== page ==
$80 (80%) carrier direct to physician

$20 (20%) paid by patient or supplemental insurance (eg, Medigap)

Non-PAR/ assigned claim

95% Medicare fee schedule = $95

$76 (80%) carrier direct to physician

$19 (20%) paid by patient or supplemental insurance (eg, Medigap)

Non-PAR/ unassigned claim

Limiting charge of 115% of 95% Medicare fee schedule (effectively, 109.25%) Medicare fee schedule = $109.25

$0

$76 (80%) paid by carrier to patient + $19 (20%) paid by patient or supplemental insurance + $14.25 balance bill paid by patient

Private Contracting

Under section 4507 of the Balanced Budget Act (BBA) of 1997, a private contract is an agreement between a Medicare beneficiary and a physician in which the beneficiary agrees to pay fully out-of-pocket for a Medicare-covered service. If you decide to opt out of Medicare, you will be excluded from submitting any claims to Medicare for 2 years. If a provider  has been excluded under sections 1128, 1156, or 1892 of the Social Security Act, he or she can certify a patient’s need or refer a patient for a Medicare covered item or service, as long as the provider is not reimbursed directly or indirectly for these services (except emergency and urgent care services). According to the BBA, “A private contract exempts a physician from two statutory billing requirements:

  1. The claims submission provision, which requires physicians to complete and submit claims to Medicare, and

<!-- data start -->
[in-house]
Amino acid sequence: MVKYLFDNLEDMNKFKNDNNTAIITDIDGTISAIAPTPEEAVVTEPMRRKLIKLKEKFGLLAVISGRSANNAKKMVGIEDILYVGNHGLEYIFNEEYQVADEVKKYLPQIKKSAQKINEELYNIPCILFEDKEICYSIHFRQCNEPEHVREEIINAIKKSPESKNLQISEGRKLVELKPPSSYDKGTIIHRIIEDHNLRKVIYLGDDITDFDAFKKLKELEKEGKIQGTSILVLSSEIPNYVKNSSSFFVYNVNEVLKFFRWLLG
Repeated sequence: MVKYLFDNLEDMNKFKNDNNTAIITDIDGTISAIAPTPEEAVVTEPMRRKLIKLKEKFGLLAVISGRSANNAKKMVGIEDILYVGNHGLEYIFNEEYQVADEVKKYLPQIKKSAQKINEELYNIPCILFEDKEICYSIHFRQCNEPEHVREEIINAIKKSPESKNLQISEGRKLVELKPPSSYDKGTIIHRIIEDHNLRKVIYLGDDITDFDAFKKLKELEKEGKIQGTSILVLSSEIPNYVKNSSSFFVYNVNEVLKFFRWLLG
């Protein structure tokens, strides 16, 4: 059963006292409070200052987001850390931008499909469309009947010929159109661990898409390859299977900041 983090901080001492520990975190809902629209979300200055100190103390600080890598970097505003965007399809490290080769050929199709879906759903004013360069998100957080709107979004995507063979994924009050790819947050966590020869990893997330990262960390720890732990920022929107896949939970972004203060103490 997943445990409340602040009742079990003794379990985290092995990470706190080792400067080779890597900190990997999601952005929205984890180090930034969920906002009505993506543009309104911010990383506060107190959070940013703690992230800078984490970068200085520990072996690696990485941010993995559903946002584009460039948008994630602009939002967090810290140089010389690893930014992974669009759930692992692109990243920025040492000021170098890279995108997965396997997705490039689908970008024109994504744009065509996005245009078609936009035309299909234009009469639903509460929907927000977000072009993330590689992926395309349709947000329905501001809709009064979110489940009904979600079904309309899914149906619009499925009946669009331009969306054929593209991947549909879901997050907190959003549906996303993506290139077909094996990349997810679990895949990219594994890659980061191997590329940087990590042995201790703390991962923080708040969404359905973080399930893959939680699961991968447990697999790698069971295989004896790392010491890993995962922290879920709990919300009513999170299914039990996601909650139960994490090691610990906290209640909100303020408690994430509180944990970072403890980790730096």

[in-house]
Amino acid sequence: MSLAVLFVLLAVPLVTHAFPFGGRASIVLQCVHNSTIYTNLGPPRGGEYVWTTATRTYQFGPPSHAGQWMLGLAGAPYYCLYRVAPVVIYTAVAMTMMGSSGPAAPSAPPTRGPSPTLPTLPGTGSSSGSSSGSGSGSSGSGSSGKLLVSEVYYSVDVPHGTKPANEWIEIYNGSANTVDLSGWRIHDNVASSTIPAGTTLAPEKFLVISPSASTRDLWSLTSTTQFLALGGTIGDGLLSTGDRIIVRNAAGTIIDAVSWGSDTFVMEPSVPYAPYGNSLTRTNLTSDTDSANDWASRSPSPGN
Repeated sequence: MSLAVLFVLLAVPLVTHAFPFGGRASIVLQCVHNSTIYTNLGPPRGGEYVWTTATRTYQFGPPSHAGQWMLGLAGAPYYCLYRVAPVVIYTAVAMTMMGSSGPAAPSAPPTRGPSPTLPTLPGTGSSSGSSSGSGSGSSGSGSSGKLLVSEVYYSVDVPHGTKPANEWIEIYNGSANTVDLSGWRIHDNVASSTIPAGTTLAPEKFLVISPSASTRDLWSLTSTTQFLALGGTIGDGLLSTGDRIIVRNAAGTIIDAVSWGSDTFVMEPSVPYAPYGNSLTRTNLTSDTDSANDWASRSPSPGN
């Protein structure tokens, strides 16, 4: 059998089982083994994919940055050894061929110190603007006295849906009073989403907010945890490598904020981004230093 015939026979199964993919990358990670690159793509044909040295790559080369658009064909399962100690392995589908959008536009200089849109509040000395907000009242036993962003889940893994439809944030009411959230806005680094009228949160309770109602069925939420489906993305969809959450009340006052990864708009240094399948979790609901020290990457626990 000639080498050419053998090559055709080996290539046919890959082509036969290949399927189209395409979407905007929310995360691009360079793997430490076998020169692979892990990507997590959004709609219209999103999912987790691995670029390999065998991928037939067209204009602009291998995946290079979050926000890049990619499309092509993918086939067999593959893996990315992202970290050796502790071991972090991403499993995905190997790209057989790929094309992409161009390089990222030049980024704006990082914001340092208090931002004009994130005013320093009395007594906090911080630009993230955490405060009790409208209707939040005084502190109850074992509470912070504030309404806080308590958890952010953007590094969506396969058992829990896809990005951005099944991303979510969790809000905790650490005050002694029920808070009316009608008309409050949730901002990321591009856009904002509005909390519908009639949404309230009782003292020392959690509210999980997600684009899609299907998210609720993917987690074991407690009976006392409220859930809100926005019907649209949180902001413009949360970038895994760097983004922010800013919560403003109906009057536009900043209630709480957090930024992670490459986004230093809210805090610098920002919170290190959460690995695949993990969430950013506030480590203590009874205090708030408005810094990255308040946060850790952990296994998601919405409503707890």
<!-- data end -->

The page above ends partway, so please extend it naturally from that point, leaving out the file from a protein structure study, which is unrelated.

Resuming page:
2. Balance billing limits, which limit the amount a physician, can charge a beneficiary above the Medicare fee schedule”.

To make a private contract official, the physician and beneficiary will draft a written agreement explaining the patient’s financial obligation to pay out of pocket, and stating that the physician will not submit any claims to the Medicare carrier.
Physicians have a 90-day period after their effective opt-out date to rescind this contract and continue previous status as par or non-par providers.

If a physician performs emergency or urgent care services on a patient during the opt-out period, the services would be furnished under the terms of the private contract.

If the physician has opted out of Medicare, but does not have a private contract with the patient, he or she can still furnish emergency or urgent care under certain conditions, which are:

  • Physician must submit the claim to the Medicare contractor in line with both 42 CFR part 424 (relating to conditions for Medicare payment) and with proper Medicare coding and billing guidelines
  • Physician is limited to collecting reimbursements, which are not more than a combination of the patient’s deductible and coinsurance.

You can view a sample Medicare Private Contract and to access the Medicare Participating Provider and Supplier Agreement (CMS-460 form) on our website

Updated June 2010